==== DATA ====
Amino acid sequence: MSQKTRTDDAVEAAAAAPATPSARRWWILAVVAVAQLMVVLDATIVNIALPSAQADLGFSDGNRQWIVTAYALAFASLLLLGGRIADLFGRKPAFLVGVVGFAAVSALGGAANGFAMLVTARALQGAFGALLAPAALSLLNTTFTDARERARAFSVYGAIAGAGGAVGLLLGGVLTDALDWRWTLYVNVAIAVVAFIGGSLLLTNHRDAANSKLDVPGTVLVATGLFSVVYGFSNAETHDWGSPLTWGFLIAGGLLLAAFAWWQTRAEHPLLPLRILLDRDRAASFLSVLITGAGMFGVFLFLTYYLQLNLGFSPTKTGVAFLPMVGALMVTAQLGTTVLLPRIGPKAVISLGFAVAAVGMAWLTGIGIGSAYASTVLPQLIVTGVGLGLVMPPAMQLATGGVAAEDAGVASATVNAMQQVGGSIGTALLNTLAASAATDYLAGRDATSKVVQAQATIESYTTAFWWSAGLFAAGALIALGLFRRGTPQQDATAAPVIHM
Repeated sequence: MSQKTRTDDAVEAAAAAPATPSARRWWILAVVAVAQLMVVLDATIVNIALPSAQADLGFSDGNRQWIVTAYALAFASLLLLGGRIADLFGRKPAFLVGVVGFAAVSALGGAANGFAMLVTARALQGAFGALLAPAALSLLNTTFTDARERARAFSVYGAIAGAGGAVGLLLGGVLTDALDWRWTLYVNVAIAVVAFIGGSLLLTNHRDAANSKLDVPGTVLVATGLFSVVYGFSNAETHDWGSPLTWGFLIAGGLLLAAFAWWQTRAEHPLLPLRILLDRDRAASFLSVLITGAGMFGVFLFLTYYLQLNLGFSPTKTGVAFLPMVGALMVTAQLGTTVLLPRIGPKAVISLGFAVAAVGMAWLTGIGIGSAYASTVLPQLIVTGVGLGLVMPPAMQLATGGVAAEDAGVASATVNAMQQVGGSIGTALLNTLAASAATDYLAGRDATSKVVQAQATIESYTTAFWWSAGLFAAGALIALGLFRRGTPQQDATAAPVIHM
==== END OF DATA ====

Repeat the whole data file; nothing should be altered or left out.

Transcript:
Amino acid sequence: MSQKTRTDDAVEAAAAAPATPSARRWWILAVVAVAQLMVVLDATIVNIALPSAQADLGFSDGNRQWIVTAYALAFASLLLLGGRIADLFGRKPAFLVGVVGFAAVSALGGAANGFAMLVTARALQGAFGALLAPAALSLLNTTFTDARERARAFSVYGAIAGAGGAVGLLLGGVLTDALDWRWTLYVNVAIAVVAFIGGSLLLTNHRDAANSKLDVPGTVLVATGLFSVVYGFSNAETHDWGSPLTWGFLIAGGLLLAAFAWWQTRAEHPLLPLRILLDRDRAASFLSVLITGAGMFGVFLFLTYYLQLNLGFSPTKTGVAFLPMVGALMVTAQLGTTVLLPRIGPKAVISLGFAVAAVGMAWLTGIGIGSAYASTVLPQLIVTGVGLGLVMPPAMQLATGGVAAEDAGVASATVNAMQQVGGSIGTALLNTLAASAATDYLAGRDATSKVVQAQATIESYTTAFWWSAGLFAAGALIALGLFRRGTPQQDATAAPVIHM
Repeated sequence: MSQKTRTDDAVEAAAAAPATPSARRWWILAVVAVAQLMVVLDATIVNIALPSAQADLGFSDGNRQWIVTAYALAFASLLLLGGRIADLFGRKPAFLVGVVGFAAVSALGGAANGFAMLVTARALQGAFGALLAPAALSLLNTTFTDARERARAFSVYGAIAGAGGAVGLLLGGVLTDALDWRWTLYVNVAIAVVAFIGGSLLLTNHRDAANSKLDVPGTVLVATGLFSVVYGFSNAETHDWGSPLTWGFLIAGGLLLAAFAWWQTRAEHPLLPLRILLDRDRAASFLSVLITGAGMFGVFLFLTYYLQLNLGFSPTKTGVAFLPMVGALMVTAQLGTTVLLPRIGPKAVISLGFAVAAVGMAWLTGIGIGSAYASTVLPQLIVTGVGLGLVMPPAMQLATGGVAAEDAGVASATVNAMQQVGGSIGTALLNTLAASAATDYLAGRDATSKVVQAQATIESYTTAFWWSAGLFAAGALIALGLFRRGTPQQDATAAPVIHM